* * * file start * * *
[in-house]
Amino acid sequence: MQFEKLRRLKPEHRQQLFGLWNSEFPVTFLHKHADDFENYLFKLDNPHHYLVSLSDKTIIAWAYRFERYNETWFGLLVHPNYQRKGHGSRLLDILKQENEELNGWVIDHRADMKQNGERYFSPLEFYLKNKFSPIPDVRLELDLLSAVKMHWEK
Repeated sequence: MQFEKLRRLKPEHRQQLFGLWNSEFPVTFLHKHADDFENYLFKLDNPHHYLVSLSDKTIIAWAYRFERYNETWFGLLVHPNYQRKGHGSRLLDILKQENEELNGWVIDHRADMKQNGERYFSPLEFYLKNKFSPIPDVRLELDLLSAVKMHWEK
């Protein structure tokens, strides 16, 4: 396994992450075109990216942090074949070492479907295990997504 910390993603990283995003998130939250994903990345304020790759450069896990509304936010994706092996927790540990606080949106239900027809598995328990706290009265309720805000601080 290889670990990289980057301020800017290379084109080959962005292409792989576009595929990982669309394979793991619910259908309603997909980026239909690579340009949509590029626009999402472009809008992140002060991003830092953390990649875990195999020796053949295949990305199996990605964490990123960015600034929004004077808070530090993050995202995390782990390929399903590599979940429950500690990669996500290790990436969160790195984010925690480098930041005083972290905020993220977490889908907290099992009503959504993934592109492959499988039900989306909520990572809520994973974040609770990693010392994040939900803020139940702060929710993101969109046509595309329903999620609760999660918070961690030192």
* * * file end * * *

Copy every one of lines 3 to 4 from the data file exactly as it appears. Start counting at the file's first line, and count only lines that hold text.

Repeated sequence: MQFEKLRRLKPEHRQQLFGLWNSEFPVTFLHKHADDFENYLFKLDNPHHYLVSLSDKTIIAWAYRFERYNETWFGLLVHPNYQRKGHGSRLLDILKQENEELNGWVIDHRADMKQNGERYFSPLEFYLKNKFSPIPDVRLELDLLSAVKMHWEK
């Protein structure tokens, strides 16, 4: 396994992450075109990216942090074949070492479907295990997504 910390993603990283995003998130939250994903990345304020790759450069896990509304936010994706092996927790540990606080949106239900027809598995328990706290009265309720805000601080 290889670990990289980057301020800017290379084109080959962005292409792989576009595929990982669309394979793991619910259908309603997909980026239909690579340009949509590029626009999402472009809008992140002060991003830092953390990649875990195999020796053949295949990305199996990605964490990123960015600034929004004077808070530090993050995202995390782990390929399903590599979940429950500690990669996500290790990436969160790195984010925690480098930041005083972290905020993220977490889908907290099992009503959504993934592109492959499988039900989306909520990572809520994973974040609770990693010392994040939900803020139940702060929710993101969109046509595309329903999620609760999660918070961690030192």